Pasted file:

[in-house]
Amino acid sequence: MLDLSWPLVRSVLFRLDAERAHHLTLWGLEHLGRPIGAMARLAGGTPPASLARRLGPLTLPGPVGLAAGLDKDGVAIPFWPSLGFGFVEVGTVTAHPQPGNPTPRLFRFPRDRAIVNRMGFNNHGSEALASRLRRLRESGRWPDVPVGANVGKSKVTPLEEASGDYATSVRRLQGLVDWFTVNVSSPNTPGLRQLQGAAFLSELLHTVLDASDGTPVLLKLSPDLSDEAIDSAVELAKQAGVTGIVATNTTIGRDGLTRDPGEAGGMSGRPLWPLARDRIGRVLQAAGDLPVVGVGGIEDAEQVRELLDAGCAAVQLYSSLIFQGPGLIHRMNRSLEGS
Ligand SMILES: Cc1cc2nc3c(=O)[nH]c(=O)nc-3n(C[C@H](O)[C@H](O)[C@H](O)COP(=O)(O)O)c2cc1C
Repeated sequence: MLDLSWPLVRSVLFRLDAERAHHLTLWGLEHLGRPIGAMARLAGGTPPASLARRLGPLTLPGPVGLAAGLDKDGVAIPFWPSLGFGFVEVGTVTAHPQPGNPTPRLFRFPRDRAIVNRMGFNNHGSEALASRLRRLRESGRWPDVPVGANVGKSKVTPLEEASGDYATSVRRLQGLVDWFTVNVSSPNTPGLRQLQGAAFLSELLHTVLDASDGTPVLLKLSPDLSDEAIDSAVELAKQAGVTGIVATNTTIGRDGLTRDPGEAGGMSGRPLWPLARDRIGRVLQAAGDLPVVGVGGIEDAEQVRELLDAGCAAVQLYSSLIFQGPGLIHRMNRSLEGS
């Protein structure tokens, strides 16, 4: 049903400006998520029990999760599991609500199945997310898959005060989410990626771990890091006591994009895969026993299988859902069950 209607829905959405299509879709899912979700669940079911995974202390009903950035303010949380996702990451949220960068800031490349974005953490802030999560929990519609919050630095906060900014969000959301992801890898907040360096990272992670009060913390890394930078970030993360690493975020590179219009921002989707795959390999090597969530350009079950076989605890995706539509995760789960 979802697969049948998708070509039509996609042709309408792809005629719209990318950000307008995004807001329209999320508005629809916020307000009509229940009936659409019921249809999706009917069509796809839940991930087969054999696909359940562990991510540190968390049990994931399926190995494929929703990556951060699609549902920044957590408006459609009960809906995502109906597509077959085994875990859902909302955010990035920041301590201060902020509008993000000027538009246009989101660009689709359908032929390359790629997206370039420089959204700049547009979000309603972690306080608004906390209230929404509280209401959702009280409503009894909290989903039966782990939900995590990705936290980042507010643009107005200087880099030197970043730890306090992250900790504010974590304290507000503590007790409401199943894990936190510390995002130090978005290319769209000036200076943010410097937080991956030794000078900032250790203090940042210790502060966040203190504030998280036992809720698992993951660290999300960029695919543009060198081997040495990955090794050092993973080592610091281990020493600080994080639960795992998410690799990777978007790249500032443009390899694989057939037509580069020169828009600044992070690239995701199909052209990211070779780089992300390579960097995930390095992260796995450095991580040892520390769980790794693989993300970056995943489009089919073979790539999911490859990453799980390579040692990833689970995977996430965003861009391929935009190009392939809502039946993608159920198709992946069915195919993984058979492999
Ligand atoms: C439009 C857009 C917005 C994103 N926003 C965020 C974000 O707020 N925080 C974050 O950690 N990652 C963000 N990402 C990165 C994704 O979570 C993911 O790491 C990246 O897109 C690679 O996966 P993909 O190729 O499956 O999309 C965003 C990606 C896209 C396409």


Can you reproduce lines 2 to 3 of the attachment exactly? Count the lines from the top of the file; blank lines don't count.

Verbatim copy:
Amino acid sequence: MLDLSWPLVRSVLFRLDAERAHHLTLWGLEHLGRPIGAMARLAGGTPPASLARRLGPLTLPGPVGLAAGLDKDGVAIPFWPSLGFGFVEVGTVTAHPQPGNPTPRLFRFPRDRAIVNRMGFNNHGSEALASRLRRLRESGRWPDVPVGANVGKSKVTPLEEASGDYATSVRRLQGLVDWFTVNVSSPNTPGLRQLQGAAFLSELLHTVLDASDGTPVLLKLSPDLSDEAIDSAVELAKQAGVTGIVATNTTIGRDGLTRDPGEAGGMSGRPLWPLARDRIGRVLQAAGDLPVVGVGGIEDAEQVRELLDAGCAAVQLYSSLIFQGPGLIHRMNRSLEGS
Ligand SMILES: Cc1cc2nc3c(=O)[nH]c(=O)nc-3n(C[C@H](O)[C@H](O)[C@H](O)COP(=O)(O)O)c2cc1C